From 1949 to 1966, Florida had two parallel junior college systems. This probably comes as a shock to you. You might know the one that was for white students because it is the predecessor to the current Flordia College System. The system for Black students only existed for 17 years and then disappeared over a three-year period.1
Very little has been written about the individual schools or the system as a whole. The one book on the subject, Magnificent Twelve: Florida's Black Junior Colleges, is long out of print. The Sun-Sentinel ran a story on the college system in 1995. Beyond that, not much else has been written on the subject. Outside of roadside markers, a building at one of the schools in the Flordia College System, or a satellite campus, the Black Junior College System is mostly lost to history.
At the system’s peak, there were twelve junior colleges (seen on the map above). The first, Booker T. Washington Junior College, was founded in 1949. The rest were founded after 1954. If that date rings a bell, that is when Brown v Board of Education was decided, and “separate but equal” public schools were ruled unconstitutional. These schools were mostly founded between 1958 and 1962.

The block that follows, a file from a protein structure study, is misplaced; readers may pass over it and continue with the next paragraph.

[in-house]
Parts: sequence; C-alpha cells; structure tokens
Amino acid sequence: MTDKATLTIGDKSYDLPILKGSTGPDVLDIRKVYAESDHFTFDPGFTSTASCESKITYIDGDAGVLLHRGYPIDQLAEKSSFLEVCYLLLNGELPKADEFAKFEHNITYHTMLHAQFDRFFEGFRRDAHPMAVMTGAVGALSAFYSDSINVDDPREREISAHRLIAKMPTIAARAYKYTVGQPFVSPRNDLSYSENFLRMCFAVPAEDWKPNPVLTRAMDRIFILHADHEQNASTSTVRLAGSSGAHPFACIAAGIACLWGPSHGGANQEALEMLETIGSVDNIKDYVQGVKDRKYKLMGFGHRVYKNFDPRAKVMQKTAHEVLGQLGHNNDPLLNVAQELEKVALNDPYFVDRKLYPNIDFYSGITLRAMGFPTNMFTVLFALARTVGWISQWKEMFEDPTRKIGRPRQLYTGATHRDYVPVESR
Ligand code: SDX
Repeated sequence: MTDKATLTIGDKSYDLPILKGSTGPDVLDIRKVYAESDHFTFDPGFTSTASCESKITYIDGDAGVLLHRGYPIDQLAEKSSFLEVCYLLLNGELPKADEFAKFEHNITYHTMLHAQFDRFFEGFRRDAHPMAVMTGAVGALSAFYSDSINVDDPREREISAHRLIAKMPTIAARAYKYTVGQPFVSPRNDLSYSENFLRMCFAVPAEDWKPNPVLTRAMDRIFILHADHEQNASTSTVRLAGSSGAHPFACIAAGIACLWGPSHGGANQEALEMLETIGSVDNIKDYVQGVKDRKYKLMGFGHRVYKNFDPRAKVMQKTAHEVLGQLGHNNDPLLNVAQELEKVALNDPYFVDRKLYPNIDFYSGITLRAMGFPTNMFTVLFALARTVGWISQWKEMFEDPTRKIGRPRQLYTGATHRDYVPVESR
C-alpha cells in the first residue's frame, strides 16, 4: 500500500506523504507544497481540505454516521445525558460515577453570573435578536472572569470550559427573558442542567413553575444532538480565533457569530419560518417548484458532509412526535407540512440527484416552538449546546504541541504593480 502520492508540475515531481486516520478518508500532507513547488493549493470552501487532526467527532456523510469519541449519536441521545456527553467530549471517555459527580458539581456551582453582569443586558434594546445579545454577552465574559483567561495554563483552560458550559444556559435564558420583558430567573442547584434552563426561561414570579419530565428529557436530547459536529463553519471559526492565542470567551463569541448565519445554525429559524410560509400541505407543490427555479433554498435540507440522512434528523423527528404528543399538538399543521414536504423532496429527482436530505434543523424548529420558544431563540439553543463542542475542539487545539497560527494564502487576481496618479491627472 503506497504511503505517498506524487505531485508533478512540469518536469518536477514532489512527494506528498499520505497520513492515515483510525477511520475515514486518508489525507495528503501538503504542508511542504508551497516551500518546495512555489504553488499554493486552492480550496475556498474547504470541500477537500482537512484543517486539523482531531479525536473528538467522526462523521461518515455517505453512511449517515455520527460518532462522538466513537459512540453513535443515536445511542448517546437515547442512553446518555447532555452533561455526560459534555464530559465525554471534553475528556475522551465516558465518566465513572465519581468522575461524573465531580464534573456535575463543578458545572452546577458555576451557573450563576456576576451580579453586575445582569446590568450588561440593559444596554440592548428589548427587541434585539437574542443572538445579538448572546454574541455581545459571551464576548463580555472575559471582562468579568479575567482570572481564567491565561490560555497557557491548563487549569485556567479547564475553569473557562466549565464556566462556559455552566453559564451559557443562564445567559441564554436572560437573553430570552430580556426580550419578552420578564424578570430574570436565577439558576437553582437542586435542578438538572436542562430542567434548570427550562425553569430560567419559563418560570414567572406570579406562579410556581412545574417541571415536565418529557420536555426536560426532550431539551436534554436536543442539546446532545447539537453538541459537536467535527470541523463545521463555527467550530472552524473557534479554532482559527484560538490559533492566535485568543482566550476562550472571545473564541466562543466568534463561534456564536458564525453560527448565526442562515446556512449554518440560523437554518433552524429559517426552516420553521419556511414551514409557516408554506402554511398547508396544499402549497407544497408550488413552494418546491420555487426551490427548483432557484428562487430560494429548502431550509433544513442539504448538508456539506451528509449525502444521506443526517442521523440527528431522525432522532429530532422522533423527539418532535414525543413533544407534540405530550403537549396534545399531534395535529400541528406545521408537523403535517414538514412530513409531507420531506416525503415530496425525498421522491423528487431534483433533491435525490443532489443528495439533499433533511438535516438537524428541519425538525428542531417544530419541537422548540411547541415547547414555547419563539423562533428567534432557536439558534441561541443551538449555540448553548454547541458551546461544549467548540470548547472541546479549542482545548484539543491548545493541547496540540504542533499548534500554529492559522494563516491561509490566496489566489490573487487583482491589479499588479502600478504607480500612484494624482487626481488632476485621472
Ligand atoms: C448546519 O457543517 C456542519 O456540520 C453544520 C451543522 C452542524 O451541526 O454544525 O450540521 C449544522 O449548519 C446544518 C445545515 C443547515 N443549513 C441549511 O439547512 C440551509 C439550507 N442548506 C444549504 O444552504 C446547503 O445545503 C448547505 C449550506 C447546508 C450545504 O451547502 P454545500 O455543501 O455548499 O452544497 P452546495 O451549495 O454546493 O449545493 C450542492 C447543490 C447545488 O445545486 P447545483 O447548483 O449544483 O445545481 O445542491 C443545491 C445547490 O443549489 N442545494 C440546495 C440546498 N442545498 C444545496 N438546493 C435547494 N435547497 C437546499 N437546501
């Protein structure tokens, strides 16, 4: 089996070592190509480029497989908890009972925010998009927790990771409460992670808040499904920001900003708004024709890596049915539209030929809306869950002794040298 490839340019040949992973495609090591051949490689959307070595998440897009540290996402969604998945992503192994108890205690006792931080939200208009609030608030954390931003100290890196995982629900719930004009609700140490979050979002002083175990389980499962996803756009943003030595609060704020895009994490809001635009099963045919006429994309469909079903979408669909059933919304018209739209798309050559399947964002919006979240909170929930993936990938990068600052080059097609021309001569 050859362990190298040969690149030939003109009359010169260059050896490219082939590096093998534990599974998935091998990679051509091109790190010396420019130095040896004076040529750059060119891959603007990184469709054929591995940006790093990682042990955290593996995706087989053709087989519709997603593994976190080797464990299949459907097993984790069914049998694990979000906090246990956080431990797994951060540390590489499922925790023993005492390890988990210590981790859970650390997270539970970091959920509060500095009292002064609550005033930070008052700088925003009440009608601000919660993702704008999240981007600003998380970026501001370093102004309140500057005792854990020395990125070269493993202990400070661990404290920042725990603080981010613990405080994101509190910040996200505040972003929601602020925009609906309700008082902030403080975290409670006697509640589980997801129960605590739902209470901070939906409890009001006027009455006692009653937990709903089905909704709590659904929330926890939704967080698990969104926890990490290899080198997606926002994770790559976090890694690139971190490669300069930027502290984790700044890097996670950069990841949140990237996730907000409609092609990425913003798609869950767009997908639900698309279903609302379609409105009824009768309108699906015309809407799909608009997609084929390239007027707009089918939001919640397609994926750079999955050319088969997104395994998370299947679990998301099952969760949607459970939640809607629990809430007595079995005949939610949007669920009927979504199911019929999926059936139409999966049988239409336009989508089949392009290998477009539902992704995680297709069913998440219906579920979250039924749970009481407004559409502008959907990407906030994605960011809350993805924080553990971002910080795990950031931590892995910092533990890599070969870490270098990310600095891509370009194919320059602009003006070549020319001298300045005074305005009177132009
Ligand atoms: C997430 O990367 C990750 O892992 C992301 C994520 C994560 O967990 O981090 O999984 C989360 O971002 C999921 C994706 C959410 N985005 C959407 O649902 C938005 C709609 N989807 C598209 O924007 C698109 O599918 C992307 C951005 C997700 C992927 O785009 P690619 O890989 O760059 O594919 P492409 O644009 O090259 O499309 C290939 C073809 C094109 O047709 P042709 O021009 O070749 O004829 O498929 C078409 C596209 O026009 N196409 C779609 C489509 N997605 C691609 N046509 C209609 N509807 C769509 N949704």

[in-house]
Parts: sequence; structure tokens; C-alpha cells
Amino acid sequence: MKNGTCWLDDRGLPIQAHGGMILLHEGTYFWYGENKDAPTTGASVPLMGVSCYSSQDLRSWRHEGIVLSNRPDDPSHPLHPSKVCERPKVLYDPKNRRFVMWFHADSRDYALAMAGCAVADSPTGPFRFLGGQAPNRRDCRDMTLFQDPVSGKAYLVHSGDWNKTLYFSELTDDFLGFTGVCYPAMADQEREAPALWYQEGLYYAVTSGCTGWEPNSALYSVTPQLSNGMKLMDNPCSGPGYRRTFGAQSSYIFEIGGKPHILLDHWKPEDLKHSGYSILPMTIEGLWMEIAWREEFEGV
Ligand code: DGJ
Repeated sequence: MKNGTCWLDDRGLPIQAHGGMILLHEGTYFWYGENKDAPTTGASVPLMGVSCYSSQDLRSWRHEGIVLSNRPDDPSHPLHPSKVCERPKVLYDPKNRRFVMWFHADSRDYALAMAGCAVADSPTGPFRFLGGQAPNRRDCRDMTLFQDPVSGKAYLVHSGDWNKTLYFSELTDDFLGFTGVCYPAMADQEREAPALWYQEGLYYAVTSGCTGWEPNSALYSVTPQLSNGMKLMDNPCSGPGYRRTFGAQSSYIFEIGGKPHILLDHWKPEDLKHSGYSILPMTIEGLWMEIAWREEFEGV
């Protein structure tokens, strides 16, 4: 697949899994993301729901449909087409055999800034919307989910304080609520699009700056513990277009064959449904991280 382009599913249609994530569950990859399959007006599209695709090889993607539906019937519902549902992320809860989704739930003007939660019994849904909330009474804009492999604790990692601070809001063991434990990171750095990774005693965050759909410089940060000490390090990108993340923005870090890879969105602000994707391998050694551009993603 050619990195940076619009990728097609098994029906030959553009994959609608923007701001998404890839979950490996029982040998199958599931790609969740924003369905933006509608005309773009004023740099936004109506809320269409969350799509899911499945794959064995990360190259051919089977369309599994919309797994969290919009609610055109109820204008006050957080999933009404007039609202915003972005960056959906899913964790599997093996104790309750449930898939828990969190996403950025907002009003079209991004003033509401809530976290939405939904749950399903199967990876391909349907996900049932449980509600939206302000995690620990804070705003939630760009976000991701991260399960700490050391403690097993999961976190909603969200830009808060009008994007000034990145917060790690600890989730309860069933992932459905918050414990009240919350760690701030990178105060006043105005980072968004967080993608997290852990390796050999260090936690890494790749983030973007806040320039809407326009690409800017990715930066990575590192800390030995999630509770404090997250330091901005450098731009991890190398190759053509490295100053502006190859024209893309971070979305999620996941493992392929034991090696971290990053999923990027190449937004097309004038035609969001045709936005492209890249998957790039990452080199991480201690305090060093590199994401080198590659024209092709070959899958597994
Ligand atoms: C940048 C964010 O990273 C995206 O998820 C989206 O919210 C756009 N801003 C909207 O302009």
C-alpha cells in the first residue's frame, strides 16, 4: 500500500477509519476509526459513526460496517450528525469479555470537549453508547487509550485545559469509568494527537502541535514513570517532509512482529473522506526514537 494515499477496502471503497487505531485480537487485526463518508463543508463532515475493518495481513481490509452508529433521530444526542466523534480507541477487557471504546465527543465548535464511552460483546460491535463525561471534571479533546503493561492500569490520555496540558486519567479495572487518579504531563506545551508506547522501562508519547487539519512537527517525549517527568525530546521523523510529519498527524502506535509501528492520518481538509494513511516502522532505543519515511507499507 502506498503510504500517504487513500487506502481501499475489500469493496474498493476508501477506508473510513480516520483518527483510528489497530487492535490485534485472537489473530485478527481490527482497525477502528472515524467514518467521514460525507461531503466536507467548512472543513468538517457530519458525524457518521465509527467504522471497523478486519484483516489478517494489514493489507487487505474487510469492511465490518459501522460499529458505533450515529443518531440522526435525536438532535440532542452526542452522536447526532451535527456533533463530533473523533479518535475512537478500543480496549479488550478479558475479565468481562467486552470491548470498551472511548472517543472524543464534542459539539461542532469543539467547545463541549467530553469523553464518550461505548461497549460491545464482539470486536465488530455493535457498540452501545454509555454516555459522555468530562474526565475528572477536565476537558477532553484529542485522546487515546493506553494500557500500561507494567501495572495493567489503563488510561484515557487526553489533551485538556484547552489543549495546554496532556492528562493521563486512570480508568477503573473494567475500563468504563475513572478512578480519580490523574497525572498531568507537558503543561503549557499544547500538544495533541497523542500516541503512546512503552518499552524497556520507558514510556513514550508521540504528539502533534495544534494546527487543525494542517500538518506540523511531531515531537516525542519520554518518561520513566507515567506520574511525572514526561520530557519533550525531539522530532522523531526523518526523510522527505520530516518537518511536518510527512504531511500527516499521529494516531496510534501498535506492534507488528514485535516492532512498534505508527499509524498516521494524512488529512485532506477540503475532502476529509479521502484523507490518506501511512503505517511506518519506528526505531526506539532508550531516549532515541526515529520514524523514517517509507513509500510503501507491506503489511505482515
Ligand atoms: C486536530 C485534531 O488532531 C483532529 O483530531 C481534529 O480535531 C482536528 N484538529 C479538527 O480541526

The system was created not in good faith but as a last-ditch effort to thwart integration. The Flordia Legislature thought that the way to get around Brown would be to establish truly “separate but equal” schools compared to the sham that was the schools pre-Brown and show that the old standard was still viable.
The lack of good faith can be seen in the Black Junior College System's lower support compared to the white one. Nearly all of the Black junior colleges shared facilities with a local Black high school. The white junior colleges had campuses of their own. The presidents of the Black junior colleges were mostly also the principals of local Black high schools; the presidents of the white junior colleges did not have comparable split responsibilities.
In 1964, Carver Junior College closed due to low enrollment. The same year, Congress passed the Civil Rights Act of 1964 forcing states to desegregate public education. That sparked two waves of closures. Three of the junior colleges closed in 1965 and eight in 1966. Officially, the schools merged with a white junior college nearby. In practice, the Black junior colleges were closed and a few of the faculty were offered positions at the formerly white one. Only Lincoln Junior College fully merged with Indian River State College.
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To call it a system is an anachronism. I could not find evidence that they shared a board or chancellor like a modern college system. Other sources just call the schools the “Black Junior Colleges”, but I prefer to call them the “Black Junior College System” to parallel the current public college system.